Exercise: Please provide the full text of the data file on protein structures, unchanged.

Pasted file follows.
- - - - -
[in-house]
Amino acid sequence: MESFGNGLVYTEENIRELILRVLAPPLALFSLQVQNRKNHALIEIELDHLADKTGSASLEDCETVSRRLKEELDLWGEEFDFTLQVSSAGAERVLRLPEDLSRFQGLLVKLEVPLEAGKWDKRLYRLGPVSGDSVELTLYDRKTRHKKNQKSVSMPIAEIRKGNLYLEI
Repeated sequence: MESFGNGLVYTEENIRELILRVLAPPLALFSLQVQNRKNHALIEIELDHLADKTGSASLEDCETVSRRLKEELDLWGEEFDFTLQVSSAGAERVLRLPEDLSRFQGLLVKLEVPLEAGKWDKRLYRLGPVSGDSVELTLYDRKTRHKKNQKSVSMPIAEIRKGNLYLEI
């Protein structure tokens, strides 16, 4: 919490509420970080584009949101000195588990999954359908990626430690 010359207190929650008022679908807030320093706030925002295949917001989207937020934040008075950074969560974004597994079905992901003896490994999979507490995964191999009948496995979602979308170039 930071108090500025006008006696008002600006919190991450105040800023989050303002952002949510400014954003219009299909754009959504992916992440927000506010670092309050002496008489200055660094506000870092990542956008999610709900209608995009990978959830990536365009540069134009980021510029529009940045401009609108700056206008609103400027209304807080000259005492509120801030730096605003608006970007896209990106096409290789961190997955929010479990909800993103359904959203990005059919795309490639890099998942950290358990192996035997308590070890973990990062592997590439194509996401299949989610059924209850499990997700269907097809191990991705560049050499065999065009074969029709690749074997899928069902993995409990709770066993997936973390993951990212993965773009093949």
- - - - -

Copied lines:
[in-house]
Amino acid sequence: MESFGNGLVYTEENIRELILRVLAPPLALFSLQVQNRKNHALIEIELDHLADKTGSASLEDCETVSRRLKEELDLWGEEFDFTLQVSSAGAERVLRLPEDLSRFQGLLVKLEVPLEAGKWDKRLYRLGPVSGDSVELTLYDRKTRHKKNQKSVSMPIAEIRKGNLYLEI
Repeated sequence: MESFGNGLVYTEENIRELILRVLAPPLALFSLQVQNRKNHALIEIELDHLADKTGSASLEDCETVSRRLKEELDLWGEEFDFTLQVSSAGAERVLRLPEDLSRFQGLLVKLEVPLEAGKWDKRLYRLGPVSGDSVELTLYDRKTRHKKNQKSVSMPIAEIRKGNLYLEI
């Protein structure tokens, strides 16, 4: 919490509420970080584009949101000195588990999954359908990626430690 010359207190929650008022679908807030320093706030925002295949917001989207937020934040008075950074969560974004597994079905992901003896490994999979507490995964191999009948496995979602979308170039 930071108090500025006008006696008002600006919190991450105040800023989050303002952002949510400014954003219009299909754009959504992916992440927000506010670092309050002496008489200055660094506000870092990542956008999610709900209608995009990978959830990536365009540069134009980021510029529009940045401009609108700056206008609103400027209304807080000259005492509120801030730096605003608006970007896209990106096409290789961190997955929010479990909800993103359904959203990005059919795309490639890099998942950290358990192996035997308590070890973990990062592997590439194509996401299949989610059924209850499990997700269907097809191990991705560049050499065999065009074969029709690749074997899928069902993995409990709770066993997936973390993951990212993965773009093949």